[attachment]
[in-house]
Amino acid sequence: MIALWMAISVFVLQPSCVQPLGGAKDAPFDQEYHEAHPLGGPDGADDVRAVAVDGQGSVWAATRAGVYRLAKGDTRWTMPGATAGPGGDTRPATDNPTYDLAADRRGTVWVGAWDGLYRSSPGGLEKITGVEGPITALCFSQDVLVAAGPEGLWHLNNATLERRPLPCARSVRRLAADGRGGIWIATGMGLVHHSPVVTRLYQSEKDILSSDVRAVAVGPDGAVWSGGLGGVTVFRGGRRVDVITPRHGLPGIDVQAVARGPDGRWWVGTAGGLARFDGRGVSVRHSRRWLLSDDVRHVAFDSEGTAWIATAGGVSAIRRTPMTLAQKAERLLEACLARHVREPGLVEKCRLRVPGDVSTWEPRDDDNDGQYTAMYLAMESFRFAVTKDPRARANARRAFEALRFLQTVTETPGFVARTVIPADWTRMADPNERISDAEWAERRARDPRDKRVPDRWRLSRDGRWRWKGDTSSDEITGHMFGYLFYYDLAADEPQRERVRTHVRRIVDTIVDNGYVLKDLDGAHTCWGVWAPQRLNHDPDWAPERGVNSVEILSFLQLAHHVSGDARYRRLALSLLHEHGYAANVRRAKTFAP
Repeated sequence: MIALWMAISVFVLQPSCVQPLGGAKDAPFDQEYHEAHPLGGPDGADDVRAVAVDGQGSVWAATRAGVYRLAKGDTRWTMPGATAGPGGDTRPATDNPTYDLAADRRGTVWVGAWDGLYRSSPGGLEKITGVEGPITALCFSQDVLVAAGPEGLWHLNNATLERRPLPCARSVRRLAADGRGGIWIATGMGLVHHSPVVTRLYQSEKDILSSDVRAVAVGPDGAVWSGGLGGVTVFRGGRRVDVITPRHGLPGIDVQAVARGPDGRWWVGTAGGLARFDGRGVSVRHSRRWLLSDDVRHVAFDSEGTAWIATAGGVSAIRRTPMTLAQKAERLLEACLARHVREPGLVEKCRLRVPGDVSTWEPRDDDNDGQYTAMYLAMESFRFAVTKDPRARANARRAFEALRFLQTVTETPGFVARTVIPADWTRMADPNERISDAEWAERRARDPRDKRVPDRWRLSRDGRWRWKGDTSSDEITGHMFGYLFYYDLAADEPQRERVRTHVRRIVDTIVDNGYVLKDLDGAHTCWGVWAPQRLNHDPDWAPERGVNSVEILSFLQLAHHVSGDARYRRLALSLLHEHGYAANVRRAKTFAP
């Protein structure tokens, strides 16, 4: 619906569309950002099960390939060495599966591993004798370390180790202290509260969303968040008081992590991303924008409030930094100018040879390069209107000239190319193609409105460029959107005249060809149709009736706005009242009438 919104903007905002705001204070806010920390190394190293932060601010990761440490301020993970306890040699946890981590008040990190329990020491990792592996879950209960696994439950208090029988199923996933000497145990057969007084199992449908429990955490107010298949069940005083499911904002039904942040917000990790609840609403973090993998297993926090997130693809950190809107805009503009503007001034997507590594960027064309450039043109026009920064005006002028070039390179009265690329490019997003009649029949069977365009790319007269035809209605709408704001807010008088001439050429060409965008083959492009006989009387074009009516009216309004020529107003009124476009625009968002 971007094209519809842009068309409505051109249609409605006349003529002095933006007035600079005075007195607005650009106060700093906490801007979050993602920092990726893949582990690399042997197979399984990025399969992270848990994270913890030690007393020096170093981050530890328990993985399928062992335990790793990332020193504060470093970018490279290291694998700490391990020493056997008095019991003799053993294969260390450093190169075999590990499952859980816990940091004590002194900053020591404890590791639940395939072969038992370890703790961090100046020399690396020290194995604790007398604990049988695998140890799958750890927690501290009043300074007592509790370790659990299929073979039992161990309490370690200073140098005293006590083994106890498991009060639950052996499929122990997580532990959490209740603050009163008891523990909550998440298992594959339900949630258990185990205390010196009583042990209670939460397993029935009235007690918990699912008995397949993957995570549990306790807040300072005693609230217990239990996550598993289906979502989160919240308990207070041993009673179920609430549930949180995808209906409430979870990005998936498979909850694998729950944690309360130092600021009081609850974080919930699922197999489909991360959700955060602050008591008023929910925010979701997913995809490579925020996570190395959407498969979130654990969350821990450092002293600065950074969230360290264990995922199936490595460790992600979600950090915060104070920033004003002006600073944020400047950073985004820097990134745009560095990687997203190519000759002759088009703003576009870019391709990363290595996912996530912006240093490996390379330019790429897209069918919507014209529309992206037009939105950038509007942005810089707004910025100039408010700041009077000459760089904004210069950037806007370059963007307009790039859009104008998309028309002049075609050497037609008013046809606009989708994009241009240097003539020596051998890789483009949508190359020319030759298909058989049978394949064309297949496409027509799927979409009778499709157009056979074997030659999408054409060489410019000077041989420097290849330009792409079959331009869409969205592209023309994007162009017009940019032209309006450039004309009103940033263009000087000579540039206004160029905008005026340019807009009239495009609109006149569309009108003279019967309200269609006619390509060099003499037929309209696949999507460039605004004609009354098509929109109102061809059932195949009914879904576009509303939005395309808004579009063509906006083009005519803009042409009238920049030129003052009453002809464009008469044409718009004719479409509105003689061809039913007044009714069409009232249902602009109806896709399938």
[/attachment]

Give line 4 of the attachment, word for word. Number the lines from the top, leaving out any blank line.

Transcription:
């Protein structure tokens, strides 16, 4: 619906569309950002099960390939060495599966591993004798370390180790202290509260969303968040008081992590991303924008409030930094100018040879390069209107000239190319193609409105460029959107005249060809149709009736706005009242009438 919104903007905002705001204070806010920390190394190293932060601010990761440490301020993970306890040699946890981590008040990190329990020491990792592996879950209960696994439950208090029988199923996933000497145990057969007084199992449908429990955490107010298949069940005083499911904002039904942040917000990790609840609403973090993998297993926090997130693809950190809107805009503009503007001034997507590594960027064309450039043109026009920064005006002028070039390179009265690329490019997003009649029949069977365009790319007269035809209605709408704001807010008088001439050429060409965008083959492009006989009387074009009516009216309004020529107003009124476009625009968002 971007094209519809842009068309409505051109249609409605006349003529002095933006007035600079005075007195607005650009106060700093906490801007979050993602920092990726893949582990690399042997197979399984990025399969992270848990994270913890030690007393020096170093981050530890328990993985399928062992335990790793990332020193504060470093970018490279290291694998700490391990020493056997008095019991003799053993294969260390450093190169075999590990499952859980816990940091004590002194900053020591404890590791639940395939072969038992370890703790961090100046020399690396020290194995604790007398604990049988695998140890799958750890927690501290009043300074007592509790370790659990299929073979039992161990309490370690200073140098005293006590083994106890498991009060639950052996499929122990997580532990959490209740603050009163008891523990909550998440298992594959339900949630258990185990205390010196009583042990209670939460397993029935009235007690918990699912008995397949993957995570549990306790807040300072005693609230217990239990996550598993289906979502989160919240308990207070041993009673179920609430549930949180995808209906409430979870990005998936498979909850694998729950944690309360130092600021009081609850974080919930699922197999489909991360959700955060602050008591008023929910925010979701997913995809490579925020996570190395959407498969979130654990969350821990450092002293600065950074969230360290264990995922199936490595460790992600979600950090915060104070920033004003002006600073944020400047950073985004820097990134745009560095990687997203190519000759002759088009703003576009870019391709990363290595996912996530912006240093490996390379330019790429897209069918919507014209529309992206037009939105950038509007942005810089707004910025100039408010700041009077000459760089904004210069950037806007370059963007307009790039859009104008998309028309002049075609050497037609008013046809606009989708994009241009240097003539020596051998890789483009949508190359020319030759298909058989049978394949064309297949496409027509799927979409009778499709157009056979074997030659999408054409060489410019000077041989420097290849330009792409079959331009869409969205592209023309994007162009017009940019032209309006450039004309009103940033263009000087000579540039206004160029905008005026340019807009009239495009609109006149569309009108003279019967309200269609006619390509060099003499037929309209696949999507460039605004004609009354098509929109109102061809059932195949009914879904576009509303939005395309808004579009063509906006083009005519803009042409009238920049030129003052009453002809464009008469044409718009004719479409509105003689061809039913007044009714069409009232249902602009109806896709399938």